Crossing Paths on the Road to Relief

Guest Post by Anne Falk* 

 

Running, yoga, therapy, meditation, and the Xanax my doctor prescribed was not enough to keep away my night terrors and panic attacks.  PTSD can make my days difficult; dark hours of the night are worse.  Panic attacks during the day were just as awful because I can feel it coming.  When it hits me as I sleep, I wake up in the tight grip of terror.  It is primal and intense, feeling such intense fear, that thrashing about and bruising my arms on my headboard and bedroom walls are comforting just because they connect me to physical reality, where I am safe in my home.  The night terrors leave me exhausted and afraid to attempt to sleep.  As sleep deprivation builds, I lose coping ability for my busy days as a working mom.  I was suffering despite working so hard to be healthy.  I’d read about marijuana being prescribed to treat PTSD and was aware it had recently been added to the State of Illinois’ pilot program for medical cannabis.  When I asked my primary care provider about medical marijuana, my doctor was very supportive and offered referrals to physicians who have helped other patients through the State of Illinois certification process.  She can’t prescribe marijuana, despite it being legal in our state, because of conflict between her employer and federal regulations.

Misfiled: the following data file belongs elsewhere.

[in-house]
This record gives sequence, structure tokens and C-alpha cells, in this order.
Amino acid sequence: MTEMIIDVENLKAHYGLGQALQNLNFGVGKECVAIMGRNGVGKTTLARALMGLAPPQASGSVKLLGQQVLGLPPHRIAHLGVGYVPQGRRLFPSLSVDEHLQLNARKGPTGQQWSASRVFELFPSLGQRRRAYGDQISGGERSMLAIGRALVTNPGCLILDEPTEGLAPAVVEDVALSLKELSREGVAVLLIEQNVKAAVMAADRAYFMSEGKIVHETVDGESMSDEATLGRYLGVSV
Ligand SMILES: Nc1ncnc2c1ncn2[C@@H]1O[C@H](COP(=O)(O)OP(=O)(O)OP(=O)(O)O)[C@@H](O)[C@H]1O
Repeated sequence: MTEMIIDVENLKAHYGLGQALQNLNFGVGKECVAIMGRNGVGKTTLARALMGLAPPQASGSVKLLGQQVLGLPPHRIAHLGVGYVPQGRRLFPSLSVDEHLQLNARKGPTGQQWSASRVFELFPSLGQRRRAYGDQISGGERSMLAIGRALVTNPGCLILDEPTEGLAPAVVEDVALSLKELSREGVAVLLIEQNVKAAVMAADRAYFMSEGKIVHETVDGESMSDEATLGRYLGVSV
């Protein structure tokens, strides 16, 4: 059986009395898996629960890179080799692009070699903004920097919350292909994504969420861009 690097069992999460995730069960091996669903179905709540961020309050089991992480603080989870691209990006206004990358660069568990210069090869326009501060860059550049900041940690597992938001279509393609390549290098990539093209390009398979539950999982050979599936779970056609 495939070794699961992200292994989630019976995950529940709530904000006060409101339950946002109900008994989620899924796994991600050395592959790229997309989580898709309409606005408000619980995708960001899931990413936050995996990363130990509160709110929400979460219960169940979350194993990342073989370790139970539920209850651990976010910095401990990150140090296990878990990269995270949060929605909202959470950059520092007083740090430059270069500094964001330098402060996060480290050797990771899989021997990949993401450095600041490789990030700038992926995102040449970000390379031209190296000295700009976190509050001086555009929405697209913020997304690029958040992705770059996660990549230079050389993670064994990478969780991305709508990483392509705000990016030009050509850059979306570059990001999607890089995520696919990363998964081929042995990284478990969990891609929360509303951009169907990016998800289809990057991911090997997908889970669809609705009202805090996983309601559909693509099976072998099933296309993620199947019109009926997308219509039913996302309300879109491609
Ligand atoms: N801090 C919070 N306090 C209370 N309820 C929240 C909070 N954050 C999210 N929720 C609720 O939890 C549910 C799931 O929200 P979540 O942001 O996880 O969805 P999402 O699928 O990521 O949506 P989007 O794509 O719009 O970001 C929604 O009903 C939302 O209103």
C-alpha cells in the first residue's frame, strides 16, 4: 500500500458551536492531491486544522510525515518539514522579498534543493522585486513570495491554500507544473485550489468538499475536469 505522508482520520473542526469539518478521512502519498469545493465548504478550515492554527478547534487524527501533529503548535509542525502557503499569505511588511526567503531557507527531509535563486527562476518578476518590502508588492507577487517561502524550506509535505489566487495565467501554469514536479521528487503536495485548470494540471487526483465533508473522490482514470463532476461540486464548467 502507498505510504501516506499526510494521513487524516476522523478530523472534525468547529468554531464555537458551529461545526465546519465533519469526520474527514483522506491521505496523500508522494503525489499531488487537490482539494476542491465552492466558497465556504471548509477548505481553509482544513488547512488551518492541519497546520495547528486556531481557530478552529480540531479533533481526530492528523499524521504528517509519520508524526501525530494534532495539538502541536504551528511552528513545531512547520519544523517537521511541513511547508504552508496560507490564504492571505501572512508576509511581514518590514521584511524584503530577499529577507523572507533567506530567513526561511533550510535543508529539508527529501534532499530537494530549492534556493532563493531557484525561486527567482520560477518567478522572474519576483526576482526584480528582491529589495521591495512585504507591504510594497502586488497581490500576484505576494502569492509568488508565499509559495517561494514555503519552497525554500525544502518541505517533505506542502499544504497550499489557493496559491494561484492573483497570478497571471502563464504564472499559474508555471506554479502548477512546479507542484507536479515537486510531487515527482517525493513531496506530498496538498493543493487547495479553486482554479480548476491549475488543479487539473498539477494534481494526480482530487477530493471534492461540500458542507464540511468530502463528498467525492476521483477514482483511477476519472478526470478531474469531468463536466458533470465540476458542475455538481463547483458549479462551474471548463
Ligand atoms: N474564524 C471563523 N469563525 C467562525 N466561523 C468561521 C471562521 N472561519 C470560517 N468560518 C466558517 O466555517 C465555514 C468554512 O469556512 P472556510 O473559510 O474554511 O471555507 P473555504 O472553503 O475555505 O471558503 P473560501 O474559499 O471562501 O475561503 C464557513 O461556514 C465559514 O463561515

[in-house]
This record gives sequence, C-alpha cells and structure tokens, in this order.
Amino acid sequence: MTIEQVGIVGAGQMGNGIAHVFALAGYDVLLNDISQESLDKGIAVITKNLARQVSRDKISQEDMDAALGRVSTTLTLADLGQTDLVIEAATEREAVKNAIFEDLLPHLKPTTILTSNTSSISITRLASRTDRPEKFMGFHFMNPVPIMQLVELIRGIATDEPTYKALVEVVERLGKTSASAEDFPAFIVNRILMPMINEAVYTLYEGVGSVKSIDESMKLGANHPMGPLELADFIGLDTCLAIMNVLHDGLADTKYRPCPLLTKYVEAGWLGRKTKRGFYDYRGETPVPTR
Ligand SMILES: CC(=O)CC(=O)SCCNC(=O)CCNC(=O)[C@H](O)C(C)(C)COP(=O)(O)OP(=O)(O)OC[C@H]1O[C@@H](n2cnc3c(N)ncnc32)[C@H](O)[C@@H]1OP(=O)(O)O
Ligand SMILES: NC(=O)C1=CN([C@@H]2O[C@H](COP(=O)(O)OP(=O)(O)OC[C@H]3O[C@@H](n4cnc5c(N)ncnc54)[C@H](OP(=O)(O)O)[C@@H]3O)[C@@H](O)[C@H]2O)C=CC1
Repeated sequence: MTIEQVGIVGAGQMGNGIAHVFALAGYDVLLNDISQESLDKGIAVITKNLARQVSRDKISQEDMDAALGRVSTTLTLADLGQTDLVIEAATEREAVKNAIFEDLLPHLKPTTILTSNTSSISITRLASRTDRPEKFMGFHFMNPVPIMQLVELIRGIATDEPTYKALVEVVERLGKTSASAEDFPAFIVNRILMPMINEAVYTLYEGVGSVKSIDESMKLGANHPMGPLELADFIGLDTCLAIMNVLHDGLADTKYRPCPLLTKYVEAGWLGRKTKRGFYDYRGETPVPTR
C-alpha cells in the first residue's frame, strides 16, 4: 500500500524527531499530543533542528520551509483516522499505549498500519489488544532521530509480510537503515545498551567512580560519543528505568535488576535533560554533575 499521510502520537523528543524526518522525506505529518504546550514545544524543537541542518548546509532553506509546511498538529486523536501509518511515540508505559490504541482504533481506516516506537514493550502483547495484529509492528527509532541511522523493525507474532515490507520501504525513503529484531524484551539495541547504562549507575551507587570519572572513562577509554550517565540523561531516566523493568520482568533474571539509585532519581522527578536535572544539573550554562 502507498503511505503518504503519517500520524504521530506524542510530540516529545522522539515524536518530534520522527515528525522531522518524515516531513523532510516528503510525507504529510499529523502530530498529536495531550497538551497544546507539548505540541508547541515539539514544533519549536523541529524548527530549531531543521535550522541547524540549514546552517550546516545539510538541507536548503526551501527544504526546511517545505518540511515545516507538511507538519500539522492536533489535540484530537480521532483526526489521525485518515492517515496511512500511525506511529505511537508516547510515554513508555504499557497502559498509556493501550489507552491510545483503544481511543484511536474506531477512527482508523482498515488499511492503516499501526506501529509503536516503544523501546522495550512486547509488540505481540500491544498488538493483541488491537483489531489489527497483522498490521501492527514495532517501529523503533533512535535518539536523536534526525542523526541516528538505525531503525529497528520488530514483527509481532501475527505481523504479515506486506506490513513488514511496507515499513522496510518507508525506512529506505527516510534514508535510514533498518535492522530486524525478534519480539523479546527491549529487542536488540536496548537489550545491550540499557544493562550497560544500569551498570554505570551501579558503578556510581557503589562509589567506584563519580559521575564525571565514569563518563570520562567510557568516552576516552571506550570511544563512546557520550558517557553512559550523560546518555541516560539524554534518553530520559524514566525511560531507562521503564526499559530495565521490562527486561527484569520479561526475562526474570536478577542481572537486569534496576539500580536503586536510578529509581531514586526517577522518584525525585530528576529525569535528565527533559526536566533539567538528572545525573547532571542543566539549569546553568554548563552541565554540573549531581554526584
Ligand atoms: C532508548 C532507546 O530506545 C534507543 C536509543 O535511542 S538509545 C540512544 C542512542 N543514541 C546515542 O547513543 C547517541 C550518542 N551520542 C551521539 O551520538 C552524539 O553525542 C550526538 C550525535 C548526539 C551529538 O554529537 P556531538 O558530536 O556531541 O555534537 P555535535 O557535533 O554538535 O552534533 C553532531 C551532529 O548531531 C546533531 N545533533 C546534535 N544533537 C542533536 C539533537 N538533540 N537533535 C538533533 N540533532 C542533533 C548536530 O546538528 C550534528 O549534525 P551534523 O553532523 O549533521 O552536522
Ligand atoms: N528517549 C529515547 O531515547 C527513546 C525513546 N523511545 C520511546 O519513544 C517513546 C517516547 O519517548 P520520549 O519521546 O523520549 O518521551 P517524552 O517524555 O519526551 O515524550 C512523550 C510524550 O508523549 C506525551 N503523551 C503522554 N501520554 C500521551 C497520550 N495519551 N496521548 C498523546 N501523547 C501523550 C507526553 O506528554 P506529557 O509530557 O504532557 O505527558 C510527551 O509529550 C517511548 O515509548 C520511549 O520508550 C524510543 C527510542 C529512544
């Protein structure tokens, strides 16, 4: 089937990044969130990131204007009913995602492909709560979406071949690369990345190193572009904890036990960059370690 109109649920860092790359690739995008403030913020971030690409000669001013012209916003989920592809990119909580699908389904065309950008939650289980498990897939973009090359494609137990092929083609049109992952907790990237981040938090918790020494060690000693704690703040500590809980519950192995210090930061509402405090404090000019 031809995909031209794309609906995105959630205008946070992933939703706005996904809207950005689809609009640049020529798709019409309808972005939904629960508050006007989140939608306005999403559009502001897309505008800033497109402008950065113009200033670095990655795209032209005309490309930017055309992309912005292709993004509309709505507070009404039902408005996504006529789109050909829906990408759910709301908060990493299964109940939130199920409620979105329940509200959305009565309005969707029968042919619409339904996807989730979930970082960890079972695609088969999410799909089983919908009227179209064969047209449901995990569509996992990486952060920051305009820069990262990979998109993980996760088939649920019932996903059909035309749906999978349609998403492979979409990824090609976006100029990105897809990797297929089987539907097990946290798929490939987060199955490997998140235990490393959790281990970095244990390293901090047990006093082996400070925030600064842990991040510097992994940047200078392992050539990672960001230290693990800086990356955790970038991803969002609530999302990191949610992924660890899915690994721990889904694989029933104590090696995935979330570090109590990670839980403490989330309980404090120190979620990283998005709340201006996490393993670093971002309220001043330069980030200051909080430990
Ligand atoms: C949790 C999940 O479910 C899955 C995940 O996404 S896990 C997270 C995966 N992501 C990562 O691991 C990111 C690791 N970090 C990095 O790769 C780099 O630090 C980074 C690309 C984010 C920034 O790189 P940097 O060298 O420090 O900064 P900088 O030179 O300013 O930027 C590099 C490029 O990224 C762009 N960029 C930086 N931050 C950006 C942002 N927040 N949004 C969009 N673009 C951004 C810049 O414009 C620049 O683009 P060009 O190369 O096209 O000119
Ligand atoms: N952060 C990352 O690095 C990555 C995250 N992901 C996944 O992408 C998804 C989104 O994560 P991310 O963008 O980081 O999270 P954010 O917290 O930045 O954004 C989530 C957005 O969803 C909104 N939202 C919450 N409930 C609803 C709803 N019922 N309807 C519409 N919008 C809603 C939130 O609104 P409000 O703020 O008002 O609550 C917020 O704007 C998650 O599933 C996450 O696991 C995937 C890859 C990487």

I found a dispensary listed online in Naperville, in the same strip mall where I’d attended beer festivals.  The familiar location felt safe to me so I called them, and quickly dissolved into tears as I left a voicemail about my PTSD and need for help.  The staff returned my call and gave contact information for prescribers and background checkers with kind encouragement.  When I called the doctor referred by the dispensary, I was so scared. I hate going to new doctors, especially to spill out the terrible truths that keep me up at night.  I was afraid that, despite the record of my years of treatment through psychotherapy and prescription medications, I might not be qualified under the state’s strict medical cannabis certification program.  More than I’d felt for any appointment which could require me to rehash my trauma history, I was anxious as I left a voicemail. I was praying for relief from this suffering.  I was hoping for a medication that could ease my insomnia, panic attacks, and the deep muscular pain caused by being hyper-vigilant.  He called back and answered my questions and we set a time to meet when I could also have my fingerprints taken.  We made an appointment for Sunday morning at 9 a.m.  He had practiced for over 20 years with a large health system and recently developed a separate small practice for medical cannabis patients.  By developing a new medical cannabis-focused practice, he created a separate corporation without the potential conflict of his other employer.  He informed me that his fees would be cash, the state accepts checks and cards, and that dispensaries accept cash.   I hadn’t anticipated how banking regulations impact this sector of healthcare.  Our phone chat was informative and reassuring.